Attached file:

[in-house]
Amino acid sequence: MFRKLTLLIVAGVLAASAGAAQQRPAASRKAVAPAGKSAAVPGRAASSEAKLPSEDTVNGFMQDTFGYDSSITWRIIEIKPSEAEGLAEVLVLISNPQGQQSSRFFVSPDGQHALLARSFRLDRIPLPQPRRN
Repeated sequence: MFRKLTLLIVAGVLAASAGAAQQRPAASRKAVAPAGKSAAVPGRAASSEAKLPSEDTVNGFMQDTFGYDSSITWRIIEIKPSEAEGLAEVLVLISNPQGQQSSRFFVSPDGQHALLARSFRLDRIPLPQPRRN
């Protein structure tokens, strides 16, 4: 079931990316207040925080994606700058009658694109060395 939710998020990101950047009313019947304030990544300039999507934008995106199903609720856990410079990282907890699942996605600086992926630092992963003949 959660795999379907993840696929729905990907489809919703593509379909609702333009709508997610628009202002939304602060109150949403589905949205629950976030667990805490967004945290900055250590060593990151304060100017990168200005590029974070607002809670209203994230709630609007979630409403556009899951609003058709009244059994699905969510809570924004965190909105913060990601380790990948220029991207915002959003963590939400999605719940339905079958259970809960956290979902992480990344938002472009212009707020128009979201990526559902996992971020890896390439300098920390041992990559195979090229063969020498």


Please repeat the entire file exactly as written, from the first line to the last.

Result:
[in-house]
Amino acid sequence: MFRKLTLLIVAGVLAASAGAAQQRPAASRKAVAPAGKSAAVPGRAASSEAKLPSEDTVNGFMQDTFGYDSSITWRIIEIKPSEAEGLAEVLVLISNPQGQQSSRFFVSPDGQHALLARSFRLDRIPLPQPRRN
Repeated sequence: MFRKLTLLIVAGVLAASAGAAQQRPAASRKAVAPAGKSAAVPGRAASSEAKLPSEDTVNGFMQDTFGYDSSITWRIIEIKPSEAEGLAEVLVLISNPQGQQSSRFFVSPDGQHALLARSFRLDRIPLPQPRRN
């Protein structure tokens, strides 16, 4: 079931990316207040925080994606700058009658694109060395 939710998020990101950047009313019947304030990544300039999507934008995106199903609720856990410079990282907890699942996605600086992926630092992963003949 959660795999379907993840696929729905990907489809919703593509379909609702333009709508997610628009202002939304602060109150949403589905949205629950976030667990805490967004945290900055250590060593990151304060100017990168200005590029974070607002809670209203994230709630609007979630409403556009899951609003058709009244059994699905969510809570924004965190909105913060990601380790990948220029991207915002959003963590939400999605719940339905079958259970809960956290979902992480990344938002472009212009707020128009979201990526559902996992971020890896390439300098920390041992990559195979090229063969020498």